Sunday, June 4, 2017

Unintended Consequences: The Regressive Effects of Increased Access to Courts

Unintended Consequences: The Regressive Effects of Increased Access to Courts. By Anthony  Niblett & Albert  Yoon, University of Toronto - Faculty of Law
Small claims courts enable parties to resolve their disputes relatively quickly and cheaply. The court’s limiting feature, by design, is that alleged damages must be small, in accordance with the jurisdictional limit at that time. Accordingly, one might expect that a large increase in the upper limit of claim size would increase the court’s accessibility to a larger and potentially more diverse pool of litigants.

We examine this proposition by studying the effect of an increase in the jurisdictional limit of the Ontario Small Claims Court. Prior to January 2010, claims up to $10,000 could be litigated in the small claims court. After January 2010, this jurisdictional limit increased to include all claims up to $25,000. We study patterns in nearly 625,000 disputes over the period 2006-2013.

In this paper, we investigate plaintiff behavior. Interestingly, the total number of claims filed by plaintiffs does not increase significantly with the increased jurisdictional limit. We do find, however, changes to the composition of plaintiffs. Following the jurisdictional change, we find that plaintiffs using the small claims court are, on average, from richer neighborhoods. We also find that proportion of plaintiffs from poorer neighborhoods drops. The drop-off is most pronounced in plaintiffs from the poorest 10% of neighborhoods.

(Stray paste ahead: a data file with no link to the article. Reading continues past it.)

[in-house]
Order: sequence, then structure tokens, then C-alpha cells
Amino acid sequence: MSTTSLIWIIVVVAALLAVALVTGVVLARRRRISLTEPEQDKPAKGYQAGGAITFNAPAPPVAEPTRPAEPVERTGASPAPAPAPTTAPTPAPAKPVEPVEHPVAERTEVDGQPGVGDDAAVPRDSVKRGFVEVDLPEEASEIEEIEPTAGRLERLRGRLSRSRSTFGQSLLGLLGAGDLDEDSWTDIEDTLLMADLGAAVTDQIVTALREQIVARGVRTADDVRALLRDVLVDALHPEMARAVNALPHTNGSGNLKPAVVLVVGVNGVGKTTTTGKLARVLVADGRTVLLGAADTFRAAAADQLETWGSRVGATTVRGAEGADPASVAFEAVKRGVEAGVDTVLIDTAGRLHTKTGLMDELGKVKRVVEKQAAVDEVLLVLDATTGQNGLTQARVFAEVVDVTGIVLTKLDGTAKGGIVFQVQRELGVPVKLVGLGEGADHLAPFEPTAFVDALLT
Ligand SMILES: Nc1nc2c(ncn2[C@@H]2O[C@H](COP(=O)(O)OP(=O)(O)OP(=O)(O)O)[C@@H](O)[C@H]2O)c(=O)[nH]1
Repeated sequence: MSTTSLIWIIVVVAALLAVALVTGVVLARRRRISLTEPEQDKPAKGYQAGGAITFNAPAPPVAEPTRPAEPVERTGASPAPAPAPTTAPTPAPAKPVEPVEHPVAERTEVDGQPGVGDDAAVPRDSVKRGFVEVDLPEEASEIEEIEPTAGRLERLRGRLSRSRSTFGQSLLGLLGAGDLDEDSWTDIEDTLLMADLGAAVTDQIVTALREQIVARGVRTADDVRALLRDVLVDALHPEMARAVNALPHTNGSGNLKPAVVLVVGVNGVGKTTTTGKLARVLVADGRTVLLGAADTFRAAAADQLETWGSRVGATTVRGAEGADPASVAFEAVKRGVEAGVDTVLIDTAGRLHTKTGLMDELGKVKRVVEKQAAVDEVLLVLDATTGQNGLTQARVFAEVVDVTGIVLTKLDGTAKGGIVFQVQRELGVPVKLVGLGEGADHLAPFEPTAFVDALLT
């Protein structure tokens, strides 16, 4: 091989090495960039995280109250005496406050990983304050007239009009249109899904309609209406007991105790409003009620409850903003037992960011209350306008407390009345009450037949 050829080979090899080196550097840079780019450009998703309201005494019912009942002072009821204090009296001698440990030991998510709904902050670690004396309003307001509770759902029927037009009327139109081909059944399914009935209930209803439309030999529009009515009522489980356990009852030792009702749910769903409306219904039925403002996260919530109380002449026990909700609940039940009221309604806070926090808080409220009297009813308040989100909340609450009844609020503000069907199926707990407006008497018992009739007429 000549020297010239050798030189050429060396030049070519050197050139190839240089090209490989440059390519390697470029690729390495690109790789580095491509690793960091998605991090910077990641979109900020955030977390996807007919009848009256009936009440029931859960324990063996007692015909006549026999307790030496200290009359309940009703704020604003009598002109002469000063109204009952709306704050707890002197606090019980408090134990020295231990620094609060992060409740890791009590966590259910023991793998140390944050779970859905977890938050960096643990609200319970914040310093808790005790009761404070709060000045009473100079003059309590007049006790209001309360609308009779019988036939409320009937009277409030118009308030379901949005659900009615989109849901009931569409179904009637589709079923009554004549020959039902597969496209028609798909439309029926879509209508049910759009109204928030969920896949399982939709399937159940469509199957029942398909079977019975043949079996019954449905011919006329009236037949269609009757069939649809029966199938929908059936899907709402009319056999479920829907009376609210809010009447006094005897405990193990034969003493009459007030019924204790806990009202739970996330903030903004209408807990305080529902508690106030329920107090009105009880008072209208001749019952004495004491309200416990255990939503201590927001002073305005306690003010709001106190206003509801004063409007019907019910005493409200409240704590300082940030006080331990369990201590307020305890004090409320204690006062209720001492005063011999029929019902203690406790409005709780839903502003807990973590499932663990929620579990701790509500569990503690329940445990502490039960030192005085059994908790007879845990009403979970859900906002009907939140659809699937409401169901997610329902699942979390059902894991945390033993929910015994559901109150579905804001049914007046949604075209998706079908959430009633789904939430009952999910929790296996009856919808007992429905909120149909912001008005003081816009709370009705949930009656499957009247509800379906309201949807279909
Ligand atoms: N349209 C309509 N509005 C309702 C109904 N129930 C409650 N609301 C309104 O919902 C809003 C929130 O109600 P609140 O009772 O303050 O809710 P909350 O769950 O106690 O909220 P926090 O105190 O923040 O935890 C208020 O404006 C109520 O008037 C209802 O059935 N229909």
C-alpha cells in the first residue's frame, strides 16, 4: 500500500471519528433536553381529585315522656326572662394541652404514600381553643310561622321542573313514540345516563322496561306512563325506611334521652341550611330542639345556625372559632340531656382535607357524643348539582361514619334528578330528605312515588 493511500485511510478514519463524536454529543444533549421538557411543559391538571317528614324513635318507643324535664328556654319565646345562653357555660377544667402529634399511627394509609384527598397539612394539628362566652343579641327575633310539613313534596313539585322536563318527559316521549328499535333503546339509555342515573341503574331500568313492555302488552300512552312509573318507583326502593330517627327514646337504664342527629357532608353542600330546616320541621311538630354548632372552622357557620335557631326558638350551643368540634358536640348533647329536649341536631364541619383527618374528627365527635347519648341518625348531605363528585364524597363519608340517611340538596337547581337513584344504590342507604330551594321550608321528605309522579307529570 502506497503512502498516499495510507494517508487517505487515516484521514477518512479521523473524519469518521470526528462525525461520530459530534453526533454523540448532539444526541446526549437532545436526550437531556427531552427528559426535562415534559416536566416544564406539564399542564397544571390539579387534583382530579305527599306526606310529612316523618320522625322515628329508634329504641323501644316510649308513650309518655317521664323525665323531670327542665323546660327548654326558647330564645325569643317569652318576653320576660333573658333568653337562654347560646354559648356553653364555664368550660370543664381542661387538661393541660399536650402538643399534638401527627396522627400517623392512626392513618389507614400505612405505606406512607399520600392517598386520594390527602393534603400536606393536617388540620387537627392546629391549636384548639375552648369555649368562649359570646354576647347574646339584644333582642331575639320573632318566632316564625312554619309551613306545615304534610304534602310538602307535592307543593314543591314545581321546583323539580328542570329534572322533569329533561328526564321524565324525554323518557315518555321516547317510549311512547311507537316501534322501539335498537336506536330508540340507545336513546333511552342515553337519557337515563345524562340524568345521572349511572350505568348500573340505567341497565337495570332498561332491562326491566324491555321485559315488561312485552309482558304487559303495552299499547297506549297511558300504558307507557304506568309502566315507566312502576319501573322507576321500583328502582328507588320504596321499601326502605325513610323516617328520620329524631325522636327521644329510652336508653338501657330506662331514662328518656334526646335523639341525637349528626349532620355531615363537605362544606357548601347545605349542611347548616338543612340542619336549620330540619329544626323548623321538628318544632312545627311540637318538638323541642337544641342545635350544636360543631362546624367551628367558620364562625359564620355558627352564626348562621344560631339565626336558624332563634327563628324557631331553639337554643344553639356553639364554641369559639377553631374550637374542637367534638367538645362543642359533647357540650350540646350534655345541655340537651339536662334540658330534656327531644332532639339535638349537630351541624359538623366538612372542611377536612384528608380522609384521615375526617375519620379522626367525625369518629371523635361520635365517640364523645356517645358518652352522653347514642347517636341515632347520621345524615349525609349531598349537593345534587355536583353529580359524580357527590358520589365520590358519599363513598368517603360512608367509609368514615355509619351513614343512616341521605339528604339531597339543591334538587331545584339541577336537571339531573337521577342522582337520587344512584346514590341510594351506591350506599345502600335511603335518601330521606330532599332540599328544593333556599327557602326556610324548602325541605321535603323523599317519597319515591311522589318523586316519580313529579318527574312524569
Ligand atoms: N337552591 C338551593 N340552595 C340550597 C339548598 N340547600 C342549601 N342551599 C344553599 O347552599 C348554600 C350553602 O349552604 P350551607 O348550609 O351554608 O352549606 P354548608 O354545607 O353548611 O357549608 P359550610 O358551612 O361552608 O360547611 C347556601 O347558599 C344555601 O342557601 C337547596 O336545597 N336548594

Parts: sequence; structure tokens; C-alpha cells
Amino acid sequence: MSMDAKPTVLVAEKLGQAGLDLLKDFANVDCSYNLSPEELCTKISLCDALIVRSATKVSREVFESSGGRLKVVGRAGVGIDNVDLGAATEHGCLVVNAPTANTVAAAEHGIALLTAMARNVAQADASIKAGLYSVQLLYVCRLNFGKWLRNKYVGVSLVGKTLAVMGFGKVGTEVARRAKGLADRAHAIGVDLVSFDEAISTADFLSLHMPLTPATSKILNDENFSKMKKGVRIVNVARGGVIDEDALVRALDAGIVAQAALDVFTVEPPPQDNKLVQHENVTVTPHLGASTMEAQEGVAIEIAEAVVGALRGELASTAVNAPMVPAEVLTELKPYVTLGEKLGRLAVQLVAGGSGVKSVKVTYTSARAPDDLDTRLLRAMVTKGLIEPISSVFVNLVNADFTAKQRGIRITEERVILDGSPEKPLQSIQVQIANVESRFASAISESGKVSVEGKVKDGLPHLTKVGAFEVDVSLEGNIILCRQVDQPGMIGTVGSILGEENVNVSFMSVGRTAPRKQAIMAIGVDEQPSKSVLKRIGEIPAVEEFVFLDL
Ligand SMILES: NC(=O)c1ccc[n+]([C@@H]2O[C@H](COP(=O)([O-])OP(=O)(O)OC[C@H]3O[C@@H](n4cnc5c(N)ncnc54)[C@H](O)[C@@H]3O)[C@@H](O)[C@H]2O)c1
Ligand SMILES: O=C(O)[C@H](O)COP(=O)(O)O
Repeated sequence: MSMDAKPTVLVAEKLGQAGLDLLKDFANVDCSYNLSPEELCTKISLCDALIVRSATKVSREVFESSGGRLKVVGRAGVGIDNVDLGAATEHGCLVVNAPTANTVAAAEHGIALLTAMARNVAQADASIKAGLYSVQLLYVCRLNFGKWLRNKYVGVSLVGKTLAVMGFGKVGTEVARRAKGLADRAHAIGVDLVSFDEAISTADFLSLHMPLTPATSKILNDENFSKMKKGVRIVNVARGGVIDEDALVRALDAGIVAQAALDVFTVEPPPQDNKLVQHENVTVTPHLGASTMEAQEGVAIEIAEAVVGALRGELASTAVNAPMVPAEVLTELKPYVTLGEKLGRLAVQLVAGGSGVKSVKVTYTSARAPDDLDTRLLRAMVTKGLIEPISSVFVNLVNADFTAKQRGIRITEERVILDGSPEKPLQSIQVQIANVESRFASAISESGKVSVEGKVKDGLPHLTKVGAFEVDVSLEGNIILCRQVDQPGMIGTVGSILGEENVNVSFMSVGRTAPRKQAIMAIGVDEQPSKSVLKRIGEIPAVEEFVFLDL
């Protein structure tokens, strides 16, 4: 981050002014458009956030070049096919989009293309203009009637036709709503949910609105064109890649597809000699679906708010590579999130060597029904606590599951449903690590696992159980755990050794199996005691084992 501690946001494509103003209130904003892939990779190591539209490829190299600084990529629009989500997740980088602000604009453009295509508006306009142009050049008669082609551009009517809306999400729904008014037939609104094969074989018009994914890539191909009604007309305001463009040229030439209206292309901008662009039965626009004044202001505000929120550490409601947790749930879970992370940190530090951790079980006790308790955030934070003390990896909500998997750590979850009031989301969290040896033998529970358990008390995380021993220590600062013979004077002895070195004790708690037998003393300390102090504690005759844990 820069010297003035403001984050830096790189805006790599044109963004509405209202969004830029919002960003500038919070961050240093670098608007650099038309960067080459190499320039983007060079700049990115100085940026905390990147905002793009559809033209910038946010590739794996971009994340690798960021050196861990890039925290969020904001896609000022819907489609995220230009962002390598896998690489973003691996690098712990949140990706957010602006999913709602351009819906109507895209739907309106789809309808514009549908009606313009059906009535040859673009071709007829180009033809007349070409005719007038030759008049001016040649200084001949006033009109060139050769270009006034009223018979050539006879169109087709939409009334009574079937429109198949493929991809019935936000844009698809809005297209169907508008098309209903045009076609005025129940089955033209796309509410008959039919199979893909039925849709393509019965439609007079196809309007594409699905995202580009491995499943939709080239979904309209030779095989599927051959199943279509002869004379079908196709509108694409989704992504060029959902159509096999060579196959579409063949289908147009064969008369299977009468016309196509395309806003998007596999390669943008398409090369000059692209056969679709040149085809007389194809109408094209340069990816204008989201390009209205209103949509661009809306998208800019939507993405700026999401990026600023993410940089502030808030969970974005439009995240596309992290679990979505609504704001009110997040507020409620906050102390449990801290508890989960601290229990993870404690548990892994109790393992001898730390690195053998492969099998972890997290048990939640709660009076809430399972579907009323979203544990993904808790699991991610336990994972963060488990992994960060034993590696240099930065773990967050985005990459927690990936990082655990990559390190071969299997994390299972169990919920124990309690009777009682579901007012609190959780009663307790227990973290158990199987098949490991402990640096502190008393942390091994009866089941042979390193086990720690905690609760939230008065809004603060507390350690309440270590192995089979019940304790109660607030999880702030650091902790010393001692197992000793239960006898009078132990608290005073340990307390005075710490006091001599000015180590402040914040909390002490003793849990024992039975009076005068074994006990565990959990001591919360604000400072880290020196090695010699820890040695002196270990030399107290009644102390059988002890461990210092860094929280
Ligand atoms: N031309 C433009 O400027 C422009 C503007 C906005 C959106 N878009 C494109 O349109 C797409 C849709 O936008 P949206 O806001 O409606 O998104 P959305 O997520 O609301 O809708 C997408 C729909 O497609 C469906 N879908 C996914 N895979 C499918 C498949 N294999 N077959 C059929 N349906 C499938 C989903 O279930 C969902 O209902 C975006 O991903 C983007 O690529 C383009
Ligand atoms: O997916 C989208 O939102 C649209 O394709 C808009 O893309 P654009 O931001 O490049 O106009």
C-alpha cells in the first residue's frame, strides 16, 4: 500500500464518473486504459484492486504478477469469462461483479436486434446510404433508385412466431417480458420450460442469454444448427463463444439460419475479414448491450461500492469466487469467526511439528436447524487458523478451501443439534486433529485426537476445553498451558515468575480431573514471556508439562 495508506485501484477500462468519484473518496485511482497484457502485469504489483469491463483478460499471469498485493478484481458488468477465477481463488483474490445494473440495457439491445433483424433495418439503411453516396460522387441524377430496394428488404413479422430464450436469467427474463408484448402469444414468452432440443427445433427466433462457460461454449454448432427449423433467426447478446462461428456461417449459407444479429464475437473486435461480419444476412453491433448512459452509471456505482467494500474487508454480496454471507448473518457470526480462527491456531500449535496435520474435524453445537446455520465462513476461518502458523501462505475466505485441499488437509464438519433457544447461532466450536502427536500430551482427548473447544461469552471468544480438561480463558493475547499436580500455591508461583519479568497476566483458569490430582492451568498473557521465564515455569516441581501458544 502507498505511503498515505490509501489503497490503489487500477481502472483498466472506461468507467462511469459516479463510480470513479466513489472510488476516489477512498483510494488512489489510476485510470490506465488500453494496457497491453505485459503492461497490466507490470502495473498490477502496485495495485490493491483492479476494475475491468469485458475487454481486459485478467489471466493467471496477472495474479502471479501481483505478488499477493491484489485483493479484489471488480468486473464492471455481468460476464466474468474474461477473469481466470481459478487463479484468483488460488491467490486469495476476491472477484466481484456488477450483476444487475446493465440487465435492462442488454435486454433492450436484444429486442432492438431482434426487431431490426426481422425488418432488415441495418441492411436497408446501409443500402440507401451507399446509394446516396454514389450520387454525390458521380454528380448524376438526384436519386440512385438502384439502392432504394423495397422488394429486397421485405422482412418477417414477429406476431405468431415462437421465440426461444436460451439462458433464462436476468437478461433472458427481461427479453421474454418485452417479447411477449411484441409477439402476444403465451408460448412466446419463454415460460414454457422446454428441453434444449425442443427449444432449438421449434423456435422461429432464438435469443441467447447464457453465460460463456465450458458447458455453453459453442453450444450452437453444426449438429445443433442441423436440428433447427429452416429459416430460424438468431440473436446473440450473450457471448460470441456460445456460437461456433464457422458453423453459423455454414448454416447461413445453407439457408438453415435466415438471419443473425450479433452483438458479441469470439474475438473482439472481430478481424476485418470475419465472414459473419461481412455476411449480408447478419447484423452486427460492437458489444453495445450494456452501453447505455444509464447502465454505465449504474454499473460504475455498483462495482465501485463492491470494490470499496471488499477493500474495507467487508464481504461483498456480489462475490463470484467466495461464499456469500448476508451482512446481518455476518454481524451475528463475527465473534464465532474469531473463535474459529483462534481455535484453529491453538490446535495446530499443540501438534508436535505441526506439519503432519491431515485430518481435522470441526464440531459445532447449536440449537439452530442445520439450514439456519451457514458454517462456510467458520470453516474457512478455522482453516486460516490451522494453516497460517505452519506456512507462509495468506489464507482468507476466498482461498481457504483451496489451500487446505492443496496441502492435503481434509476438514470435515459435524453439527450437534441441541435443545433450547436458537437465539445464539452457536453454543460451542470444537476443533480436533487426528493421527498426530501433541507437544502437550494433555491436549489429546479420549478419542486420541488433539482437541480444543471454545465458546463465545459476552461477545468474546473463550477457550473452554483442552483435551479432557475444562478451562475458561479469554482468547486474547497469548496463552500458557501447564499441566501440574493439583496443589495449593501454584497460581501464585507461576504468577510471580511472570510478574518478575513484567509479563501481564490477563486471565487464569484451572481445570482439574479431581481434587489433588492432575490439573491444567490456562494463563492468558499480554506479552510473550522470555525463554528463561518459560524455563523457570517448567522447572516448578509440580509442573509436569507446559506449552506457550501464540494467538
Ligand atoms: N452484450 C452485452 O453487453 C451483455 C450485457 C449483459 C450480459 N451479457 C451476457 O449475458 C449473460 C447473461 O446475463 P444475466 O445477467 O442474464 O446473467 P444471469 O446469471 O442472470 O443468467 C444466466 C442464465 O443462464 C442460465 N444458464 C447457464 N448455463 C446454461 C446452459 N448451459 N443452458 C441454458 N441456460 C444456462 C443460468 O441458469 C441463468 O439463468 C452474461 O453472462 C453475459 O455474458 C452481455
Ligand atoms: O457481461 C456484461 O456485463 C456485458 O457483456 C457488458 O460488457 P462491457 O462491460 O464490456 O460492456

We explore potential explanations for this regressive effect, including crowding out, congestion, increased legal representation, and behavioral influences. Our findings suggest that legislative attempts to make the courts more accessible may have unintended regressive consequences.
Keywords: Courts, Regressive effects, Small claims court, Access to justice, Litigant behavior, Public goods, Empirical law and economics, Jurisdiction

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